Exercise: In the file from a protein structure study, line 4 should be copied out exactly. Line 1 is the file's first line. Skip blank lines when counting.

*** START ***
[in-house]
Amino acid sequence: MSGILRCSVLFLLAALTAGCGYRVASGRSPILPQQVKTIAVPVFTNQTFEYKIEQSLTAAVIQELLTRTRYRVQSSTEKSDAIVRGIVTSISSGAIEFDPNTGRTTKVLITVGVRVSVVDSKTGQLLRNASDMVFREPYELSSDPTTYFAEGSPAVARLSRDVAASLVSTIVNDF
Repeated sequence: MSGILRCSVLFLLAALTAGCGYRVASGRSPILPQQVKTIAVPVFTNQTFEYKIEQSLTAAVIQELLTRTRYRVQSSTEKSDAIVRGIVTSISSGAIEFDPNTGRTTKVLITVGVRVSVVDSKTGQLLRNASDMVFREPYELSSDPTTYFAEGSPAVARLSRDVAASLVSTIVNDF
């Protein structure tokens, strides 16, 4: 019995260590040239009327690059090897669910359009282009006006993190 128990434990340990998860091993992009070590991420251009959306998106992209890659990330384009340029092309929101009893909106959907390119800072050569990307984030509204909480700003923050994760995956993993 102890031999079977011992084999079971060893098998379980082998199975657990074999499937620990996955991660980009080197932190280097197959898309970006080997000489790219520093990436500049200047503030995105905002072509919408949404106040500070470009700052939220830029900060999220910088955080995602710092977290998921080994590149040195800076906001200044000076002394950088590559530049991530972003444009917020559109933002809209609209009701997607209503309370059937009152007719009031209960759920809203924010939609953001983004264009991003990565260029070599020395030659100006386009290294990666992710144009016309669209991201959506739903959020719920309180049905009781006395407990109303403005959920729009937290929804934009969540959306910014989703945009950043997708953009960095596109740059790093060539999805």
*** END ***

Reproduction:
């Protein structure tokens, strides 16, 4: 019995260590040239009327690059090897669910359009282009006006993190 128990434990340990998860091993992009070590991420251009959306998106992209890659990330384009340029092309929101009893909106959907390119800072050569990307984030509204909480700003923050994760995956993993 102890031999079977011992084999079971060893098998379980082998199975657990074999499937620990996955991660980009080197932190280097197959898309970006080997000489790219520093990436500049200047503030995105905002072509919408949404106040500070470009700052939220830029900060999220910088955080995602710092977290998921080994590149040195800076906001200044000076002394950088590559530049991530972003444009917020559109933002809209609209009701997607209503309370059937009152007719009031209960759920809203924010939609953001983004264009991003990565260029070599020395030659100006386009290294990666992710144009016309669209991201959506739903959020719920309180049905009781006395407990109303403005959920729009937290929804934009969540959306910014989703945009950043997708953009960095596109740059790093060539999805």